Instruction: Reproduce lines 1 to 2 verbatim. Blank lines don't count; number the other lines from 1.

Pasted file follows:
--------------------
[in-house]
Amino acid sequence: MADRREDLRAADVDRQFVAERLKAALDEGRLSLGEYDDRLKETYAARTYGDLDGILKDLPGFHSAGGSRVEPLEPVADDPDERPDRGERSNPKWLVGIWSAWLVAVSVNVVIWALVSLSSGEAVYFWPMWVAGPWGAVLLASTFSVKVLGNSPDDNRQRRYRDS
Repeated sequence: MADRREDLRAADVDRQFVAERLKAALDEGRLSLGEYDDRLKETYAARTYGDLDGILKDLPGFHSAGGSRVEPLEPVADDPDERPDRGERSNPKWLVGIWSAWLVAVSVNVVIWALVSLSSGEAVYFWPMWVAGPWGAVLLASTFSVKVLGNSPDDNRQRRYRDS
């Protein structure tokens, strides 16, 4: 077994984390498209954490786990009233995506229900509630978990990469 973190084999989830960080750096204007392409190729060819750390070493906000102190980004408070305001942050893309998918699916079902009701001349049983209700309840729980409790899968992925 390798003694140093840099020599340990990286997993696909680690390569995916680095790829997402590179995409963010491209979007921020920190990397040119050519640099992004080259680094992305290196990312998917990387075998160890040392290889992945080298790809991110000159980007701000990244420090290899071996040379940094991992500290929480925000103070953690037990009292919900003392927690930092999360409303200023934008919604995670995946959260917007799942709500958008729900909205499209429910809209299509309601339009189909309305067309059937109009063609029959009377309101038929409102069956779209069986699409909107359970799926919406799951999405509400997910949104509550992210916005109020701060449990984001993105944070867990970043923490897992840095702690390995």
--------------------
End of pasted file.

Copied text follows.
[in-house]
Amino acid sequence: MADRREDLRAADVDRQFVAERLKAALDEGRLSLGEYDDRLKETYAARTYGDLDGILKDLPGFHSAGGSRVEPLEPVADDPDERPDRGERSNPKWLVGIWSAWLVAVSVNVVIWALVSLSSGEAVYFWPMWVAGPWGAVLLASTFSVKVLGNSPDDNRQRRYRDS